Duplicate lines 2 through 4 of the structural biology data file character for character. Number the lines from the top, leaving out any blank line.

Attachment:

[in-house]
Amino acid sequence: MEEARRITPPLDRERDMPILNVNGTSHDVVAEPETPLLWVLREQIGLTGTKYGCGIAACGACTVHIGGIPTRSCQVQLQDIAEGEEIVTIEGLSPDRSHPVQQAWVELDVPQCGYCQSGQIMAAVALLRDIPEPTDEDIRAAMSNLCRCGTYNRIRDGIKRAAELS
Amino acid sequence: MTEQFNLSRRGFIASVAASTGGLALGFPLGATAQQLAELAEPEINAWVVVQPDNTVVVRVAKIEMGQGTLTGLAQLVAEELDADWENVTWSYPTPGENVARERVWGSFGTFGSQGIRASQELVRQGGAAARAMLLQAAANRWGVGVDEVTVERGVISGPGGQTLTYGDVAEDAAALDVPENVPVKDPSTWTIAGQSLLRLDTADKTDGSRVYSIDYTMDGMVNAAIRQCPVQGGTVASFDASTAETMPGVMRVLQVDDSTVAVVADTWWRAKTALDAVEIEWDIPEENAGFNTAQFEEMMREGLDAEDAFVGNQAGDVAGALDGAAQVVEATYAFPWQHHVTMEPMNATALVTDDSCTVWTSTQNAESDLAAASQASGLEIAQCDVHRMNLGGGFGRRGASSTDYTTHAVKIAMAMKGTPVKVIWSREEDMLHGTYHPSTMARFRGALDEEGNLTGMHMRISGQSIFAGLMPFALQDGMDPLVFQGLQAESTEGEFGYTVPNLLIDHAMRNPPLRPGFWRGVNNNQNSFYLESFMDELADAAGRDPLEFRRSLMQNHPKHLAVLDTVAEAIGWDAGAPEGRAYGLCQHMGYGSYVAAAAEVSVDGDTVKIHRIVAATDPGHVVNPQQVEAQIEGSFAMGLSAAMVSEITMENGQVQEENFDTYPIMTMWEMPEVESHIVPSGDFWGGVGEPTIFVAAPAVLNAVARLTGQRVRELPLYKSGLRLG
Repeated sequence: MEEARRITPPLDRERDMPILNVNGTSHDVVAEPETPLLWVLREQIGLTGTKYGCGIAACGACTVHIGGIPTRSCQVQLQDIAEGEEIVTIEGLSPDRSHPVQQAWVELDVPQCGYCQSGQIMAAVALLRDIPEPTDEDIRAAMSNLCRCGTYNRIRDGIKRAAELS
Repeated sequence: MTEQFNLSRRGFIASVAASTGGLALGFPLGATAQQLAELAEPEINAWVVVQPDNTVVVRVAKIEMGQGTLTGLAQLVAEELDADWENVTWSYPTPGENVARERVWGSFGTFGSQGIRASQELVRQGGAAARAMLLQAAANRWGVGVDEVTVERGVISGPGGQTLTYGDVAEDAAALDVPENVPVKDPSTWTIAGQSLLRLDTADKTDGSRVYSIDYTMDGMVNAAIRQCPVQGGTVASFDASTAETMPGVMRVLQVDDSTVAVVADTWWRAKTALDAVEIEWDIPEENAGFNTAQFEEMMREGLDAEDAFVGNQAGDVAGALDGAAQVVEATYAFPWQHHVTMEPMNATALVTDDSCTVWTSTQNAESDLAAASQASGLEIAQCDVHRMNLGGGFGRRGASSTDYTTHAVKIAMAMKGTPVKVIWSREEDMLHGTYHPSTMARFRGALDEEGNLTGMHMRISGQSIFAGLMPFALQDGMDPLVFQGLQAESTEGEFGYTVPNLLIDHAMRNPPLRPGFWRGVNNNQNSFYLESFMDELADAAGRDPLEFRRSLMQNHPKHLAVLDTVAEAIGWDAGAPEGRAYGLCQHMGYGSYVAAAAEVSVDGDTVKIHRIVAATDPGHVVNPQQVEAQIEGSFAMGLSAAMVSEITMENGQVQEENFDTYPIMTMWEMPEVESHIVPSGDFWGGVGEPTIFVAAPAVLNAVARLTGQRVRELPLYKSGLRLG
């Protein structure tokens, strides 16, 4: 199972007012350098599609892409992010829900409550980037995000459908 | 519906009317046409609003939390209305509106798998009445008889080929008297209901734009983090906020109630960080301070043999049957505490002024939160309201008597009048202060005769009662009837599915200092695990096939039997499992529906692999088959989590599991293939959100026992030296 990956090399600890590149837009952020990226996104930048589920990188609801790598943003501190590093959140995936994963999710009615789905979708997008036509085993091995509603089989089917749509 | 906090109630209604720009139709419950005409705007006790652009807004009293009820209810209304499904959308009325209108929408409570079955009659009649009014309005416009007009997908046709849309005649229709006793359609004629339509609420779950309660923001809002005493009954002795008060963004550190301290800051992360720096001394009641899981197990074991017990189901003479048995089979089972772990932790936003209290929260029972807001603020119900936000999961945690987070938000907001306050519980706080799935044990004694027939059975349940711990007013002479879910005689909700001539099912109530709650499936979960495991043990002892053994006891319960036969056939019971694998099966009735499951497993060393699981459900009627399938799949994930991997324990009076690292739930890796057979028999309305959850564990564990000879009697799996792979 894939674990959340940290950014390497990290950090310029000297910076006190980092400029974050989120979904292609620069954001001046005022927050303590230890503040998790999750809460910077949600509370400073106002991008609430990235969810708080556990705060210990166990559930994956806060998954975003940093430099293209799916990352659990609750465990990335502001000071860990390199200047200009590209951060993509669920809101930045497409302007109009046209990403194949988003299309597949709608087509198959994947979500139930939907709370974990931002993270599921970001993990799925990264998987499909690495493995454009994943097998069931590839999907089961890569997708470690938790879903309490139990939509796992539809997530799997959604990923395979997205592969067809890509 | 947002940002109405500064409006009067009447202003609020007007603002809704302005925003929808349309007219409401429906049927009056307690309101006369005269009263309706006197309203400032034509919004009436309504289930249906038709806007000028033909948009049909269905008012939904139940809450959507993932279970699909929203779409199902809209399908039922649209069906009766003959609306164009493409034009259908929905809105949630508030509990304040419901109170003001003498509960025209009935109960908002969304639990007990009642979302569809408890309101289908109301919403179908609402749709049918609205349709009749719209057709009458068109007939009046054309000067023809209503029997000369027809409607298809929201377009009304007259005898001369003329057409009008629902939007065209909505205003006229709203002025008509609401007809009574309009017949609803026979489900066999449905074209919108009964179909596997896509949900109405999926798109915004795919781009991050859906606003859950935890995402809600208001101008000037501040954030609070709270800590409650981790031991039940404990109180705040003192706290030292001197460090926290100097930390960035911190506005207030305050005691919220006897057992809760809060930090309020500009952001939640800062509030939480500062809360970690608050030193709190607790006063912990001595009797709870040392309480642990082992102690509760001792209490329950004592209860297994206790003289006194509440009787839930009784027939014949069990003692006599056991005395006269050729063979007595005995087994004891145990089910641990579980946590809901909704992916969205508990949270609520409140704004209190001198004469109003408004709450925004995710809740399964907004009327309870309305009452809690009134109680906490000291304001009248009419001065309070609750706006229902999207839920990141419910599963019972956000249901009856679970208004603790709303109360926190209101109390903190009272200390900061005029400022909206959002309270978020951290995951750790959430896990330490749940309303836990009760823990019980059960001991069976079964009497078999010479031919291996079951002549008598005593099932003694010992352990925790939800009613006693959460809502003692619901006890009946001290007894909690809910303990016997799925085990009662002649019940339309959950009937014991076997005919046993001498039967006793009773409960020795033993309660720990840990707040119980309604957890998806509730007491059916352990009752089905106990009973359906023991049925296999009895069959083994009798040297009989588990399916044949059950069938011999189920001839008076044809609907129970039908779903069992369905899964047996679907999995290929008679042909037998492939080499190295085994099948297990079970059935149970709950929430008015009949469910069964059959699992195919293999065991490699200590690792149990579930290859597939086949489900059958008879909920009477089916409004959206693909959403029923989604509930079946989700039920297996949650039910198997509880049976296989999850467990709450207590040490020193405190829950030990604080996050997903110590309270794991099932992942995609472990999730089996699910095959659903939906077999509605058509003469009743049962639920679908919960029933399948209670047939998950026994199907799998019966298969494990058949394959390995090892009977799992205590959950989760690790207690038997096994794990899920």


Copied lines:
Amino acid sequence: MEEARRITPPLDRERDMPILNVNGTSHDVVAEPETPLLWVLREQIGLTGTKYGCGIAACGACTVHIGGIPTRSCQVQLQDIAEGEEIVTIEGLSPDRSHPVQQAWVELDVPQCGYCQSGQIMAAVALLRDIPEPTDEDIRAAMSNLCRCGTYNRIRDGIKRAAELS
Amino acid sequence: MTEQFNLSRRGFIASVAASTGGLALGFPLGATAQQLAELAEPEINAWVVVQPDNTVVVRVAKIEMGQGTLTGLAQLVAEELDADWENVTWSYPTPGENVARERVWGSFGTFGSQGIRASQELVRQGGAAARAMLLQAAANRWGVGVDEVTVERGVISGPGGQTLTYGDVAEDAAALDVPENVPVKDPSTWTIAGQSLLRLDTADKTDGSRVYSIDYTMDGMVNAAIRQCPVQGGTVASFDASTAETMPGVMRVLQVDDSTVAVVADTWWRAKTALDAVEIEWDIPEENAGFNTAQFEEMMREGLDAEDAFVGNQAGDVAGALDGAAQVVEATYAFPWQHHVTMEPMNATALVTDDSCTVWTSTQNAESDLAAASQASGLEIAQCDVHRMNLGGGFGRRGASSTDYTTHAVKIAMAMKGTPVKVIWSREEDMLHGTYHPSTMARFRGALDEEGNLTGMHMRISGQSIFAGLMPFALQDGMDPLVFQGLQAESTEGEFGYTVPNLLIDHAMRNPPLRPGFWRGVNNNQNSFYLESFMDELADAAGRDPLEFRRSLMQNHPKHLAVLDTVAEAIGWDAGAPEGRAYGLCQHMGYGSYVAAAAEVSVDGDTVKIHRIVAATDPGHVVNPQQVEAQIEGSFAMGLSAAMVSEITMENGQVQEENFDTYPIMTMWEMPEVESHIVPSGDFWGGVGEPTIFVAAPAVLNAVARLTGQRVRELPLYKSGLRLG
Repeated sequence: MEEARRITPPLDRERDMPILNVNGTSHDVVAEPETPLLWVLREQIGLTGTKYGCGIAACGACTVHIGGIPTRSCQVQLQDIAEGEEIVTIEGLSPDRSHPVQQAWVELDVPQCGYCQSGQIMAAVALLRDIPEPTDEDIRAAMSNLCRCGTYNRIRDGIKRAAELS